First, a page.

Total agreed to pay the US fines under a deferred prosecution agreement which requires the company over the next three years to retain an independent corporate compliance monitor and to implement controls to prevent FCPA violations. Photo: Philippe Huguen/AFP  (Philippe Huguen/AFP )
Total agreed to pay the US fines under a deferred prosecution agreement which requires the company over the next three years to retain an independent corporate compliance monitor and to implement controls to prevent FCPA violations. Photo: Philippe Huguen/AFP
(Philippe Huguen/AFP )

US fines Total $398 mn over bribes in Iran

Charges stem from some $60 mn in bribes that Total paid Iranian officials to obtain the rights to develop several oil and gas fields

Washington: French oil firm Total SA has been fined $398.2 million under US foreign corruption laws to resolve charges it bribed officials in Iran to secure oil and gas concessions, US authorities announced Wednesday.

Total was fined $245.2 million by the Department of Justice for violations of the Foreign Corrupt Practices Act (FCPA), while the Securities and Exchange Commission penalized it another $153 million in disgorgement and interest in the case.

The charges stemmed from some $60 million in bribes that Total intermediaries paid Iranian officials between 1995 and 2004 to obtain the rights to develop several oil and gas fields, the Justice Department said.

US authorities worked together with French officials in the lengthy probe.

In tandem Wednesday French authorities recommended that Total, the company’s chairman and chief executive be prosecuted for violating French bribery laws.

Total agreed to pay the US fines under a deferred prosecution agreement which requires the company over the next three years to retain an independent corporate compliance monitor and to implement controls to prevent FCPA violations.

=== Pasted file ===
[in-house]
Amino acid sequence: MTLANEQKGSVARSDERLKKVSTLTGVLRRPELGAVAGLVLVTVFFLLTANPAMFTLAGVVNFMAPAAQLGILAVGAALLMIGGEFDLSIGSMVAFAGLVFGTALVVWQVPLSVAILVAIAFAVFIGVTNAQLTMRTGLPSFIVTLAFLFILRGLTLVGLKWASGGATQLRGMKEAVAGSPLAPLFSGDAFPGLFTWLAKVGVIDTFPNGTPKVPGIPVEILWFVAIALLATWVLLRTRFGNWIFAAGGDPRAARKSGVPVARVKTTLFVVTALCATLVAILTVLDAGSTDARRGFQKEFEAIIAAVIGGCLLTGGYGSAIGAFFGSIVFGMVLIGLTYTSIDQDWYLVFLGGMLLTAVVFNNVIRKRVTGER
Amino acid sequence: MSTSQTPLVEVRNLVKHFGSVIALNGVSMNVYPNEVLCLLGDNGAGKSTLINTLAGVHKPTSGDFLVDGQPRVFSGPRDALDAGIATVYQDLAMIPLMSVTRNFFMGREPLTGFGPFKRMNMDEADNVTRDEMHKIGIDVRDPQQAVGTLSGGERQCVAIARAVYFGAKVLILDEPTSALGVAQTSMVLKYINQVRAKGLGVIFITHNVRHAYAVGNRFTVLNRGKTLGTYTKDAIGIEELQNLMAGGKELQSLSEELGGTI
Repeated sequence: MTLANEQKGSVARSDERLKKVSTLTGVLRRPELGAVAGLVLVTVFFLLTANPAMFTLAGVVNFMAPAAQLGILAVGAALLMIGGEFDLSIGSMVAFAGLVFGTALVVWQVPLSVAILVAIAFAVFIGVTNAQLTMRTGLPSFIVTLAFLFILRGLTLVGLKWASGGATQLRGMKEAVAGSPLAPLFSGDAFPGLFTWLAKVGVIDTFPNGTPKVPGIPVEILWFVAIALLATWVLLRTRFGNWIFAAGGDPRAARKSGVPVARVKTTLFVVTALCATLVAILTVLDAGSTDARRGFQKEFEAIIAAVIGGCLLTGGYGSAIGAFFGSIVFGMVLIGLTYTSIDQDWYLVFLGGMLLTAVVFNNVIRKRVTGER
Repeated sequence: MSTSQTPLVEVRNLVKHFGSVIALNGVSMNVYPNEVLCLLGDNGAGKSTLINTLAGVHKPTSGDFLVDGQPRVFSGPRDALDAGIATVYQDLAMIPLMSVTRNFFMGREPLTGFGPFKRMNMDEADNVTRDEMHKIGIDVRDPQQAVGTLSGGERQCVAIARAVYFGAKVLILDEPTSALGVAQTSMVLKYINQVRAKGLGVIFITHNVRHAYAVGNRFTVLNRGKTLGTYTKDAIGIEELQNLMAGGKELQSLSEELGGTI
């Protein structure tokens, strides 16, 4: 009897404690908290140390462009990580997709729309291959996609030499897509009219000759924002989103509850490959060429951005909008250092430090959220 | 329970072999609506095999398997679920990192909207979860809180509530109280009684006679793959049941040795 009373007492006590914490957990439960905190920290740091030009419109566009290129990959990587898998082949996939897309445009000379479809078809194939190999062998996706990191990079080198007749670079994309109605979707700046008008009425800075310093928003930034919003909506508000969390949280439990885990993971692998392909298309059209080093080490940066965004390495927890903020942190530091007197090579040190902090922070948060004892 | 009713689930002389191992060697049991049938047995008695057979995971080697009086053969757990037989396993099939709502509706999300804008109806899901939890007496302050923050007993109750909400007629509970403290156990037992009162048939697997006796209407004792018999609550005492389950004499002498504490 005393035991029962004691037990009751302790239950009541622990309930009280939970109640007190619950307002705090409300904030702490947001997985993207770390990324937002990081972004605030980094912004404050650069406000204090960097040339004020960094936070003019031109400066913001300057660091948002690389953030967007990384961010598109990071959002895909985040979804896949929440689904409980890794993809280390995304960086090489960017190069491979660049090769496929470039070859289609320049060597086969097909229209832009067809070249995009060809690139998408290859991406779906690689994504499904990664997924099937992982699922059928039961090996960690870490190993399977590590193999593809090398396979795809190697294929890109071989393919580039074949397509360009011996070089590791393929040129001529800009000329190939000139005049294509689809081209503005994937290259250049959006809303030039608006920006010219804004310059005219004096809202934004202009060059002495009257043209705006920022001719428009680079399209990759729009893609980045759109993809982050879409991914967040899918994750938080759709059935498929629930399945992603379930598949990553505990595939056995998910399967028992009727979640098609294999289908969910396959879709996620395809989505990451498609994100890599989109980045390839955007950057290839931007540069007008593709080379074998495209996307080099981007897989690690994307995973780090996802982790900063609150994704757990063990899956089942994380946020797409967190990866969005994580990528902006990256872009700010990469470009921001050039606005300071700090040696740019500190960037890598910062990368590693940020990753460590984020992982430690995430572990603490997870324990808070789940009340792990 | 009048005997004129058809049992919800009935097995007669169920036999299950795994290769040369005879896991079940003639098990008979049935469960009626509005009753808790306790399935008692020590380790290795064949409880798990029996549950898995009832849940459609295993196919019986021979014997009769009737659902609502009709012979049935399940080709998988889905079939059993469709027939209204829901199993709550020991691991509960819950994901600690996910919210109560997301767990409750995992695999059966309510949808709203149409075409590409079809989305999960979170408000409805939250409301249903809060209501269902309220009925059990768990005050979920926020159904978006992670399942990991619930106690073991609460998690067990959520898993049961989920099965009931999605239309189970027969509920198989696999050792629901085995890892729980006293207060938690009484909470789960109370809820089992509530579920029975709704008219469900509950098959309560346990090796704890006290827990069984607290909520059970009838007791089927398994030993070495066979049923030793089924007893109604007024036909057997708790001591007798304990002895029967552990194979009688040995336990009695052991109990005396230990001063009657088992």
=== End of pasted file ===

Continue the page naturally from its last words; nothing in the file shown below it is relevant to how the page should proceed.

“Today’s deferred prosecution agreement, with both its punitive and forward-looking compliance provisions, dovetails with our goals of bringing violators to justice and preventing future misconduct," said US attorney Neil MacBride.

The justice department said the bribes began in 1995 when Total tried to re-enter the Iranian market by obtaining rights from the National Iranian Oil Company to develop two fields known as Sirra A and Sirra E.

Total paid around $16 million to an Iranian official via a fake consulting agreement to make the deal happen, the department said.

In 1997 Total began paying another $44 million via a second consulting arrangement for rights to develop part of the South Pars gas field, the world’s largest.

“Total mischaracterized the unlawful payments as ‘business development expenses’ when they were, in fact, bribes designed to corruptly influence a foreign official," the department said.

In Paris, Total said that the company would challenge the French accusations.

“In the event of a trial, Total and its chief executive for the Middle East at the time, will argue that the behaviour that they are accused of was completely legal under French law," the company said. AFP

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